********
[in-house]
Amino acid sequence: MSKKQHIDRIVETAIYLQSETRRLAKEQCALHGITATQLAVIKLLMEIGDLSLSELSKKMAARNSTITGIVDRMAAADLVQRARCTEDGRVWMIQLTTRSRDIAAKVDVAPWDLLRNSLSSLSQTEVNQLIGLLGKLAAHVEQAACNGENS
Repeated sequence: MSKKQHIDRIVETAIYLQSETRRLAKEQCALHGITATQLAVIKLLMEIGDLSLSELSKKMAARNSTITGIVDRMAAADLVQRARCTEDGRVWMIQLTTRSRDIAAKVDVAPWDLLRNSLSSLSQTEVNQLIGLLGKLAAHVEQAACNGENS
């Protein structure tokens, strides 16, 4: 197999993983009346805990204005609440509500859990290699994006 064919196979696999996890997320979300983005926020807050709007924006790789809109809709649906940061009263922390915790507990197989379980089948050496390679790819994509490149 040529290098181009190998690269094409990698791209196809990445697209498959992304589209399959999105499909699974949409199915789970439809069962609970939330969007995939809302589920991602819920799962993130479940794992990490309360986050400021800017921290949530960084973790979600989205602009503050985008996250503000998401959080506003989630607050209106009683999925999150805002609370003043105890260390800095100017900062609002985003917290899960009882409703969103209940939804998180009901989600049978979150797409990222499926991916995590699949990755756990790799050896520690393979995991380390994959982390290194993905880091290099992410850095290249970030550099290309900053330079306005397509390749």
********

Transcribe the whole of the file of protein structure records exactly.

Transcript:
[in-house]
Amino acid sequence: MSKKQHIDRIVETAIYLQSETRRLAKEQCALHGITATQLAVIKLLMEIGDLSLSELSKKMAARNSTITGIVDRMAAADLVQRARCTEDGRVWMIQLTTRSRDIAAKVDVAPWDLLRNSLSSLSQTEVNQLIGLLGKLAAHVEQAACNGENS
Repeated sequence: MSKKQHIDRIVETAIYLQSETRRLAKEQCALHGITATQLAVIKLLMEIGDLSLSELSKKMAARNSTITGIVDRMAAADLVQRARCTEDGRVWMIQLTTRSRDIAAKVDVAPWDLLRNSLSSLSQTEVNQLIGLLGKLAAHVEQAACNGENS
């Protein structure tokens, strides 16, 4: 197999993983009346805990204005609440509500859990290699994006 064919196979696999996890997320979300983005926020807050709007924006790789809109809709649906940061009263922390915790507990197989379980089948050496390679790819994509490149 040529290098181009190998690269094409990698791209196809990445697209498959992304589209399959999105499909699974949409199915789970439809069962609970939330969007995939809302589920991602819920799962993130479940794992990490309360986050400021800017921290949530960084973790979600989205602009503050985008996250503000998401959080506003989630607050209106009683999925999150805002609370003043105890260390800095100017900062609002985003917290899960009882409703969103209940939804998180009901989600049978979150797409990222499926991916995590699949990755756990790799050896520690393979995991380390994959982390290194993905880091290099992410850095290249970030550099290309900053330079306005397509390749």